Proof by Induction

Oct 2009
16
0
I am to prove the following equation by induction:

(1/2)+(1/6)+(1/12)+...+1/n(n+1)=n/(n+1)

so far I have the base case= 1

Assume this is true for n=k

(1/2)+(1/6)+(1/12)+...+1/k(k+1)=k/(k+1)

now I want to assume this is true for n=k+1

(1/2)+(1/6)+(1/12)+...+1/(k+1)(k+2)=(k+1)/(k+2)

This is where I am stuck...am I placing (k+1) in the correct places?
 
Nov 2009
485
184
You have a little problem here:

now I want to assume this is true for n=k+1

(1/2)+(1/6)+(1/12)+...+1/(k+1)(k+2)=(k+1)/(k+2)
You shouldn't assume this. You need to show that this is true, based on the \(\displaystyle n=k\) case.

Let's just look at the left hand side and try to work our way to the right.

\(\displaystyle
\frac{1}{2}+\frac{1}{6}+\ldots +\frac{1}{k(k+1)}+\frac{1}{(k+1)(k+2)}
\)

Look at all of the terms except the last one. By the induction hypothesis, we can substitute them with \(\displaystyle \frac{k}{k+1}\) and receive

\(\displaystyle
\frac{k}{k+1}+\frac{1}{(k+1)(k+2)}
\)

Just clean this up and you will get what you want.
 
Oct 2009
16
0
How do we get the k/(k+1) on the left hand side of the equation via the induction hypothesis? Do I have to change the right hand side at all or is it just (k+1)/(k+2)?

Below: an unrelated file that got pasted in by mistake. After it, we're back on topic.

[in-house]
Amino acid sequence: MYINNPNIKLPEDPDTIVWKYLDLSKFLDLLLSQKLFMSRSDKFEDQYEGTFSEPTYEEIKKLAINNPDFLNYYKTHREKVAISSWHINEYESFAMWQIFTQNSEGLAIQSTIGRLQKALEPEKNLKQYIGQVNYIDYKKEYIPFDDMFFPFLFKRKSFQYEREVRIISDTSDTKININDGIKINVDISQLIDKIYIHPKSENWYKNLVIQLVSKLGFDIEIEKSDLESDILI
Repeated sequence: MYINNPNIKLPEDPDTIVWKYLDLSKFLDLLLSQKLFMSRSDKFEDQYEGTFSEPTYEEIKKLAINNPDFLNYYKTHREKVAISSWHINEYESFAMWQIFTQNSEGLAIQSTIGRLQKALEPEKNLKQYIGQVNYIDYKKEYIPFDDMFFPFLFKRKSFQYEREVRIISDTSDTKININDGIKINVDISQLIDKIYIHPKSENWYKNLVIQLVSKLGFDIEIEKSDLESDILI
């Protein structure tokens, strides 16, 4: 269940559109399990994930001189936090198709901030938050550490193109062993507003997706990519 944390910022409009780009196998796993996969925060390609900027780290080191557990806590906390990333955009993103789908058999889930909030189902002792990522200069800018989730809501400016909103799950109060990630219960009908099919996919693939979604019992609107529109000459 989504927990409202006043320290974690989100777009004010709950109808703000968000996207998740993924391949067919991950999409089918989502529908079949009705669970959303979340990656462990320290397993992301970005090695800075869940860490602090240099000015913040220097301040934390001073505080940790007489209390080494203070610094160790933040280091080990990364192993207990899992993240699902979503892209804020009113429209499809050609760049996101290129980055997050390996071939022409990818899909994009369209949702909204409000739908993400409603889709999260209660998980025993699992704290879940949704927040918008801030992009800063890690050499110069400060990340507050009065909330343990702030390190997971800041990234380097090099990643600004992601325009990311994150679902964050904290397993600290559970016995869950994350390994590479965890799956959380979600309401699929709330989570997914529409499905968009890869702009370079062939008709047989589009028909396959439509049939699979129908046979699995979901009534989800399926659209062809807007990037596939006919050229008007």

Nov 2009
485
184
By the induction hypothesis, you have

\(\displaystyle
\frac{1}{2}+\frac{1}{6}+\ldots +\frac{1}{k(k+1)}=\frac{k}{k+1}
\)

As I said earlier, you don't have a right hand side. You just start with
\(\displaystyle
\frac{1}{2}+\frac{1}{6}+\ldots +\frac{1}{k(k+1)}+\frac{1}{(k+1)(k+2)}
\) and hope that you can work your way over to \(\displaystyle \frac{k+1}{k+2}\).
 
Dec 2009
3,120
1,342
How do we get the k/(k+1) on the left hand side of the equation via the induction hypothesis? Do I have to change the right hand side at all or is it just (k+1)/(k+2)?
Hi baker11108,

P(k)

\(\displaystyle \frac{1}{2}+\frac{1}{6}+......+\frac{1}{k(k+1)}=\frac{k}{k+1}\)

P(k+1)

\(\displaystyle \frac{1}{2}+\frac{1}{6}+....+\frac{1}{(k+1)(k+2)}=\frac{k+1}{k+2}\)

You want to try to prove that the formula being true for n=k causes the formula to be true for n=k+1

Hence we write P(k+1) in terms of P(k) to see if there is a cause.

Therefore if the sum of the first k terms really is \(\displaystyle \frac{k}{k+1}\)

then the sum of k+1 terms is

\(\displaystyle \frac{1}{2}+\frac{1}{6}+......+\frac{1}{k(k+1)}+\frac{1}{(k+1)(k+2)}\)

will be \(\displaystyle \frac{k}{k+1}+\frac{1}{(k+1)(k+2)}\)

which is

\(\displaystyle \left(\frac{k+2}{k+2}\right)\frac{k}{k+1}+\frac{1}{(k+1)(k+2)}\)

\(\displaystyle =\frac{k^2+2k+1}{(k+1)(k+2)}=\frac{(k+1)^2}{(k+1)(k+2)}=\frac{k+1}{k+2}\)

Since this is what you get when you replace k with k+1 in the RHS
it means that your hypothesis being true for some n=k
causes the hypothesis to be true for the next n=k+1.

Hence "true for n=1 causes it to be true for n=2 causes it to be true for n=3 causes......."